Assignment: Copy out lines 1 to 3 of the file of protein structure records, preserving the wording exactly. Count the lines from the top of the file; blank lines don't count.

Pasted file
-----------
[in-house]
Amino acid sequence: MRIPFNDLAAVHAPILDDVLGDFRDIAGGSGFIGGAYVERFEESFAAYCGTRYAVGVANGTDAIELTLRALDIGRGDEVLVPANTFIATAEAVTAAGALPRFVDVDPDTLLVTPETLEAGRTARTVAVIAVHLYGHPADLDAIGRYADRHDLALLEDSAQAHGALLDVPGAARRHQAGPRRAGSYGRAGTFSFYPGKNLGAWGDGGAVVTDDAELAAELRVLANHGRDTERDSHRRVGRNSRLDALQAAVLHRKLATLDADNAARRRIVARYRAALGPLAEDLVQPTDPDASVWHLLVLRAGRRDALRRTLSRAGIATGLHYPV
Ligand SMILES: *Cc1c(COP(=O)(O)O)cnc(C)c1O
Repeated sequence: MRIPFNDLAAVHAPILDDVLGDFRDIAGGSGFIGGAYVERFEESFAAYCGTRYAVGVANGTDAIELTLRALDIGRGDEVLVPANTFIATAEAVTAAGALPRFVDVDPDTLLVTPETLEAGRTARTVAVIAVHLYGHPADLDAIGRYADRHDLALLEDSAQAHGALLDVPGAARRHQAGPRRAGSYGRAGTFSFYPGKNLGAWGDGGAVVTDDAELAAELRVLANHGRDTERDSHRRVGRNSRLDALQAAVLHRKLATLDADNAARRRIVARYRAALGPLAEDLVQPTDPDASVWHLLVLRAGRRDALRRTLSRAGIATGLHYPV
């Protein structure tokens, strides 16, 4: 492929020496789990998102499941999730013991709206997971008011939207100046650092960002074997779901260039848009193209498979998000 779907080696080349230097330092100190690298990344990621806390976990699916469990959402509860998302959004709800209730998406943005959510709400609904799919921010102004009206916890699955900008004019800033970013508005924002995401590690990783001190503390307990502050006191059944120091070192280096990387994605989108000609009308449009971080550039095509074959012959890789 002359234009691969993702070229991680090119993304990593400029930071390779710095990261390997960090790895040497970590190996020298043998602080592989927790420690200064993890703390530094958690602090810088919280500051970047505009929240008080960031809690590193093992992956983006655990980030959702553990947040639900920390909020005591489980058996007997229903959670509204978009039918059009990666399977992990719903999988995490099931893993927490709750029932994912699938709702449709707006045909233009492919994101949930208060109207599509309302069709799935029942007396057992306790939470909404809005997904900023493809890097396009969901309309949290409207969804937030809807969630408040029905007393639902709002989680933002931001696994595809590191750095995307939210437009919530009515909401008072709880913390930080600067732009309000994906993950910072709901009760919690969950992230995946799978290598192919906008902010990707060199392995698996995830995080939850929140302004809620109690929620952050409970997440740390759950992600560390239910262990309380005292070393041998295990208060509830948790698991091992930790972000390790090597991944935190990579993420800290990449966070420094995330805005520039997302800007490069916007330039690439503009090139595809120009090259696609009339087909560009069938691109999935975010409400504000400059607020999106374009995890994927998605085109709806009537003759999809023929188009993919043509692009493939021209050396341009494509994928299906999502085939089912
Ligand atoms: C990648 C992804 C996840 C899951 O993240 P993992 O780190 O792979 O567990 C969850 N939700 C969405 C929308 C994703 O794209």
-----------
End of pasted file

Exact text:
[in-house]
Amino acid sequence: MRIPFNDLAAVHAPILDDVLGDFRDIAGGSGFIGGAYVERFEESFAAYCGTRYAVGVANGTDAIELTLRALDIGRGDEVLVPANTFIATAEAVTAAGALPRFVDVDPDTLLVTPETLEAGRTARTVAVIAVHLYGHPADLDAIGRYADRHDLALLEDSAQAHGALLDVPGAARRHQAGPRRAGSYGRAGTFSFYPGKNLGAWGDGGAVVTDDAELAAELRVLANHGRDTERDSHRRVGRNSRLDALQAAVLHRKLATLDADNAARRRIVARYRAALGPLAEDLVQPTDPDASVWHLLVLRAGRRDALRRTLSRAGIATGLHYPV
Ligand SMILES: *Cc1c(COP(=O)(O)O)cnc(C)c1O